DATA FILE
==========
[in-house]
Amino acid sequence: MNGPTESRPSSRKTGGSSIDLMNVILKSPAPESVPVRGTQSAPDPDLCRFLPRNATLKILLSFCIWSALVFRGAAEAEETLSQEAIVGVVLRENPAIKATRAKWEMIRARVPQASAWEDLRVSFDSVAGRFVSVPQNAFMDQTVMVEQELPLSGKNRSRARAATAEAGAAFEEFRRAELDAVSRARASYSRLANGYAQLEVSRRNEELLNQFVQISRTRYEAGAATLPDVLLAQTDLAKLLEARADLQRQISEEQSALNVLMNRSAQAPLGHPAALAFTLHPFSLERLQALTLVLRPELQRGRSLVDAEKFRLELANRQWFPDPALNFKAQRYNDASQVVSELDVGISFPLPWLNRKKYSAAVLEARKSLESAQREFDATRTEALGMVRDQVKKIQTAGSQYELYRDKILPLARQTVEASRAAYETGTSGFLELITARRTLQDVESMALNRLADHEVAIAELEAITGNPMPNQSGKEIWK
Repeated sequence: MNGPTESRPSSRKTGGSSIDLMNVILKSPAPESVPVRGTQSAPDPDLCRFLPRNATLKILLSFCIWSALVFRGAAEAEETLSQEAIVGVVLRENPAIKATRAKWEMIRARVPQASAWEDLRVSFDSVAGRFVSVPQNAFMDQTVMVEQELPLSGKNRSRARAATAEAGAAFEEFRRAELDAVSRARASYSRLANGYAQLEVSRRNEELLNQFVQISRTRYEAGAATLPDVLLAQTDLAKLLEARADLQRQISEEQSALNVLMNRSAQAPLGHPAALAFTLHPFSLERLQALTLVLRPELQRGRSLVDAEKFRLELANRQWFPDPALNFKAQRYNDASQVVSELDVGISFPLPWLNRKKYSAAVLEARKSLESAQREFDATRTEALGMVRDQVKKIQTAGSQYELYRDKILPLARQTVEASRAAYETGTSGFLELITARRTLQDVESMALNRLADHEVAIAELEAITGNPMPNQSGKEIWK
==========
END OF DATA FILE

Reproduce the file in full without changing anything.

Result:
[in-house]
Amino acid sequence: MNGPTESRPSSRKTGGSSIDLMNVILKSPAPESVPVRGTQSAPDPDLCRFLPRNATLKILLSFCIWSALVFRGAAEAEETLSQEAIVGVVLRENPAIKATRAKWEMIRARVPQASAWEDLRVSFDSVAGRFVSVPQNAFMDQTVMVEQELPLSGKNRSRARAATAEAGAAFEEFRRAELDAVSRARASYSRLANGYAQLEVSRRNEELLNQFVQISRTRYEAGAATLPDVLLAQTDLAKLLEARADLQRQISEEQSALNVLMNRSAQAPLGHPAALAFTLHPFSLERLQALTLVLRPELQRGRSLVDAEKFRLELANRQWFPDPALNFKAQRYNDASQVVSELDVGISFPLPWLNRKKYSAAVLEARKSLESAQREFDATRTEALGMVRDQVKKIQTAGSQYELYRDKILPLARQTVEASRAAYETGTSGFLELITARRTLQDVESMALNRLADHEVAIAELEAITGNPMPNQSGKEIWK
Repeated sequence: MNGPTESRPSSRKTGGSSIDLMNVILKSPAPESVPVRGTQSAPDPDLCRFLPRNATLKILLSFCIWSALVFRGAAEAEETLSQEAIVGVVLRENPAIKATRAKWEMIRARVPQASAWEDLRVSFDSVAGRFVSVPQNAFMDQTVMVEQELPLSGKNRSRARAATAEAGAAFEEFRRAELDAVSRARASYSRLANGYAQLEVSRRNEELLNQFVQISRTRYEAGAATLPDVLLAQTDLAKLLEARADLQRQISEEQSALNVLMNRSAQAPLGHPAALAFTLHPFSLERLQALTLVLRPELQRGRSLVDAEKFRLELANRQWFPDPALNFKAQRYNDASQVVSELDVGISFPLPWLNRKKYSAAVLEARKSLESAQREFDATRTEALGMVRDQVKKIQTAGSQYELYRDKILPLARQTVEASRAAYETGTSGFLELITARRTLQDVESMALNRLADHEVAIAELEAITGNPMPNQSGKEIWK